As you might not know about me, I love spending my time reading some various tips from websites, newspapers and magazines. There are particularly some I have remembered from reading the BBC’s CV tips which I will share with you too.
What is the CV for?
Obviously, your CV’s purpose is to get you an interview. As much as I wouldn’t want to admit it’s like a self-advertisement – it is. What you want is to put yourself in such a light, that the person reading it would want to call you. Your purpose is to show them you’re worth it! However, bear in mind, that you need to be able to properly discuss the things you have put on your CV – don’t lie and overexaggerate it too much.
What you need to put on your CV
My tip for you is to write an accurate reflection of you and your skills, which, as mentioned in the point above, means do not lie! Eventually, they will find out and you’ll end up in a very, very awkward situation. Highlight your successes and achievements, summarise your relevant skills, experience and knowledge. Add the qualifications you think they need to see and show them why you’re unique!
Should you keep it general?
Unfortunately, it’s better for you if you spend the time to tailor it to a specific role. Imagine how tricky it would be to write one CV that fits all kinds of roles from an operator to a writer! It might be annoying but it’s worth doing it.
Our CV tips continue with the suggestion that you can also add various projects or activities you’ve been involved in. Of course, saying you have been to a painting seminar when you’re applying for an engineering role might be slightly unnecessary, but the trick is to find a way to link the activity to the role you’re applying to. How it helps you to be a better candidate and all.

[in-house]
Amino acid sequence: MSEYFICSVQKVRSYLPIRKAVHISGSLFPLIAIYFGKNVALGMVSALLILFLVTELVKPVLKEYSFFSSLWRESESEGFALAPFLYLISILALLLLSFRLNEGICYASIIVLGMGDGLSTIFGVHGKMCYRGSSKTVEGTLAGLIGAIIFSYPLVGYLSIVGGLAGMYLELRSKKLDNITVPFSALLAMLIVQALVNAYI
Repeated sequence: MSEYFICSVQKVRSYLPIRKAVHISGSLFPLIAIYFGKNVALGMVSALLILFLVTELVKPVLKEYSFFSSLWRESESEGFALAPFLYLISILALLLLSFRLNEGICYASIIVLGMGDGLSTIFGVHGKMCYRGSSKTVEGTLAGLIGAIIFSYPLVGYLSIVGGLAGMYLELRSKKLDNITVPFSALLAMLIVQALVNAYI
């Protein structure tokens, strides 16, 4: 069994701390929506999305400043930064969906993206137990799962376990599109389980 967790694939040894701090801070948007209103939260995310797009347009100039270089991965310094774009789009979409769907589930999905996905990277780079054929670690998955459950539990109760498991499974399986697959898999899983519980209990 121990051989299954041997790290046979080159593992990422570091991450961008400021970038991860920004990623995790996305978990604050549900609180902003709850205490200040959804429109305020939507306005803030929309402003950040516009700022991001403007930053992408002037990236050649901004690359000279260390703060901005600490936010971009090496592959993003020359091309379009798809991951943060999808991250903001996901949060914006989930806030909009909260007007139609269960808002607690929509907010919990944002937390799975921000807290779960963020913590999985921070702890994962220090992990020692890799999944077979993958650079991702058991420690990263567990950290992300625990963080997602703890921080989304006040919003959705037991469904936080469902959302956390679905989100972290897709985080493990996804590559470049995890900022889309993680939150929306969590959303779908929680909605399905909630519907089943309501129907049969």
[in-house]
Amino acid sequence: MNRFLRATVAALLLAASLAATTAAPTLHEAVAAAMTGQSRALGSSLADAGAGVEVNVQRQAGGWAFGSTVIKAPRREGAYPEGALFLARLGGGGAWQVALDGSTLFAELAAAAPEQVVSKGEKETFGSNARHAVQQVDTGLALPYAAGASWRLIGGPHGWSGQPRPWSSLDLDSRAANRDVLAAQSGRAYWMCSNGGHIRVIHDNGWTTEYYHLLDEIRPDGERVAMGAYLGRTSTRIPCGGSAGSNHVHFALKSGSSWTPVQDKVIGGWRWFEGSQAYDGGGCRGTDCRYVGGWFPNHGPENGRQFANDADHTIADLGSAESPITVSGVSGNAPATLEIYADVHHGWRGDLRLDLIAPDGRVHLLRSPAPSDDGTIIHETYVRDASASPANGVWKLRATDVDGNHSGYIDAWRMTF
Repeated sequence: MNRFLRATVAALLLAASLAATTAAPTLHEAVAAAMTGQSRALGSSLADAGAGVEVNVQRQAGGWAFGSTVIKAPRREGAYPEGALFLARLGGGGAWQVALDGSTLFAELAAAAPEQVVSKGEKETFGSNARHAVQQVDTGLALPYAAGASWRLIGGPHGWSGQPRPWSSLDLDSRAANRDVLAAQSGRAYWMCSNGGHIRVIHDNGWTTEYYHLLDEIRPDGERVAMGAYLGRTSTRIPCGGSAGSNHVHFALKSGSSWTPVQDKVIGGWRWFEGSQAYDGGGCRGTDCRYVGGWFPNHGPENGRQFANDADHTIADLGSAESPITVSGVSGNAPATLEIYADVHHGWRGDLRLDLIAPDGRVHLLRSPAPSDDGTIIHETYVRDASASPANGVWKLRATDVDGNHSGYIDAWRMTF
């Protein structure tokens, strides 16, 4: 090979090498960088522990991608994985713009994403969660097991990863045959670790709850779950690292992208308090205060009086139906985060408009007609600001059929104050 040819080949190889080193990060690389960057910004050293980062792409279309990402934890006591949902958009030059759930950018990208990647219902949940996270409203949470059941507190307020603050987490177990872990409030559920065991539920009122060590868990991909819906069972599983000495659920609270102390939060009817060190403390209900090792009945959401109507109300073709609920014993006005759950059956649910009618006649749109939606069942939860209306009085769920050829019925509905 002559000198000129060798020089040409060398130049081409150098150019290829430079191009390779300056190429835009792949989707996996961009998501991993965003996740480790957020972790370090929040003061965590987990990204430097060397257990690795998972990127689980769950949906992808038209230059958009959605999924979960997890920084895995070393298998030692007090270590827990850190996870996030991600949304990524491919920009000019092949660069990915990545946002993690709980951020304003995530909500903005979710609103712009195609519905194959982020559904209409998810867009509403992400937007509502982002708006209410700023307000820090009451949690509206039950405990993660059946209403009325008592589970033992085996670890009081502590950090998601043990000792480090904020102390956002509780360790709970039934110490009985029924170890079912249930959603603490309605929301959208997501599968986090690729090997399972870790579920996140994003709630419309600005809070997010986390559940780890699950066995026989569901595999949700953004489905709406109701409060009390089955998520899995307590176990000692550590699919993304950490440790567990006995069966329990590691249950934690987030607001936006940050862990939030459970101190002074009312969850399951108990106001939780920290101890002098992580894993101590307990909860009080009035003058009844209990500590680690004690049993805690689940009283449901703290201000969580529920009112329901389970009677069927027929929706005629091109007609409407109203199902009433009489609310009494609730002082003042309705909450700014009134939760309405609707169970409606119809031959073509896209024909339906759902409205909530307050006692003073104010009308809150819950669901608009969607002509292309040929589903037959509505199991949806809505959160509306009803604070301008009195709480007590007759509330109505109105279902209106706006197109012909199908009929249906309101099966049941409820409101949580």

You probably know this already but use proper language! Additionally, many employers use keyword searches to filter the candidates they think would fit best. Hence why it is crucial to mention those in your cover letter/CV.
About your personal statement
Your personal statement might be the very first impression the employer gets from you. Goes without saying, it needs to be nearly perfect! Use it to summarise your skills without sounding repetitive (it is a pain, I know). Moreover, it can be used as a guiding tool to show which areas you’re interested in.
Which format should you use?
Another one of the CV tips is to suit your CV to the type of job offer you’re applying to. The chronological CV is the most widely used format. It focuses on your career history, which usually goes at the top. This particular type of CV is suitable for highlighting your career progression.
The functional CV focuses on your skills and competencies in particular areas. Use this format if you lack experience in the area you’re applying to or if you have gaps in your employment history.
The third CV format is hybrid. It combines elements from both the chronological CV and the functional CV. It’s a good choice for people who have a range of experience and skills, such as freelancers. Whichever format you like the most, it’s up to you!
Applying for jobs can be tricky indeed. We hope you liked our CV tips and will use them in the future. Let us know below of any other techniques or tricks you know!
Featured Image Source: https://jessicadornieden.com/haute-chocolate-styled-stock-photography-pink-red-work-lifestyle-stock-6-final/
I'm just a regular PR student who loves snowboarding and spending time with my friends :) Oh, and I also enjoy walks in the park and visiting museums.